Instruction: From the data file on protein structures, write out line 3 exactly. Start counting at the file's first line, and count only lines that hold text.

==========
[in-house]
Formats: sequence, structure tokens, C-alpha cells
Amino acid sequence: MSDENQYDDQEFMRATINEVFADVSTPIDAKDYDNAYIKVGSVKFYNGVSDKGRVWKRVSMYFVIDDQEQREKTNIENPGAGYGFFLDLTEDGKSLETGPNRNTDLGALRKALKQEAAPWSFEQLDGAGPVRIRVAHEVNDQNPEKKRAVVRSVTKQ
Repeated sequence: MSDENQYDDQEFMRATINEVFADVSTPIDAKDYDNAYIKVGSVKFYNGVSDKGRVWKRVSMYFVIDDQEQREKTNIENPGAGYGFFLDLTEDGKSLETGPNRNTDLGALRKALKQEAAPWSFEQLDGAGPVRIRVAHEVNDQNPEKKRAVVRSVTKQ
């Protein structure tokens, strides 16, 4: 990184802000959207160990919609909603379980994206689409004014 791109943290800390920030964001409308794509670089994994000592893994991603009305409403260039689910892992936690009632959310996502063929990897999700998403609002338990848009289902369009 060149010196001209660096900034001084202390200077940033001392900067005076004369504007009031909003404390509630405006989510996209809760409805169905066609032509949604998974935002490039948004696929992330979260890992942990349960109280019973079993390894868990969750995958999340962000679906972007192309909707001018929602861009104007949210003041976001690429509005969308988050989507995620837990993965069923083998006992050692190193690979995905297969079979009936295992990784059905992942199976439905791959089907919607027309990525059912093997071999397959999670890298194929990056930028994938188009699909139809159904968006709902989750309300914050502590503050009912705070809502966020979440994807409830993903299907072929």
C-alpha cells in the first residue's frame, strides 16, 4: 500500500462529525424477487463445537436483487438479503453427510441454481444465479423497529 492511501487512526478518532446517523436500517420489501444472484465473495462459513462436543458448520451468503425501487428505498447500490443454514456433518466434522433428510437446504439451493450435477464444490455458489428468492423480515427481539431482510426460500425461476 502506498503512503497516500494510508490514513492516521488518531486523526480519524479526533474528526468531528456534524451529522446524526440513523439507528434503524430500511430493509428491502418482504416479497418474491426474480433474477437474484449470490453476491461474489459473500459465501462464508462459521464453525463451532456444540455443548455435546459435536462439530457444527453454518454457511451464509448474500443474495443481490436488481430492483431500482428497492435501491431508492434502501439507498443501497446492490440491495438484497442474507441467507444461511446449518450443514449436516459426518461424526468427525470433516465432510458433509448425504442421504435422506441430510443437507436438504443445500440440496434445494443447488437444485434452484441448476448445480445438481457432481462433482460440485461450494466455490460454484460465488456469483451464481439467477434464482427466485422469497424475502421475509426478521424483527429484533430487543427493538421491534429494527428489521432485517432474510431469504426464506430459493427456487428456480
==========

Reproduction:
Amino acid sequence: MSDENQYDDQEFMRATINEVFADVSTPIDAKDYDNAYIKVGSVKFYNGVSDKGRVWKRVSMYFVIDDQEQREKTNIENPGAGYGFFLDLTEDGKSLETGPNRNTDLGALRKALKQEAAPWSFEQLDGAGPVRIRVAHEVNDQNPEKKRAVVRSVTKQ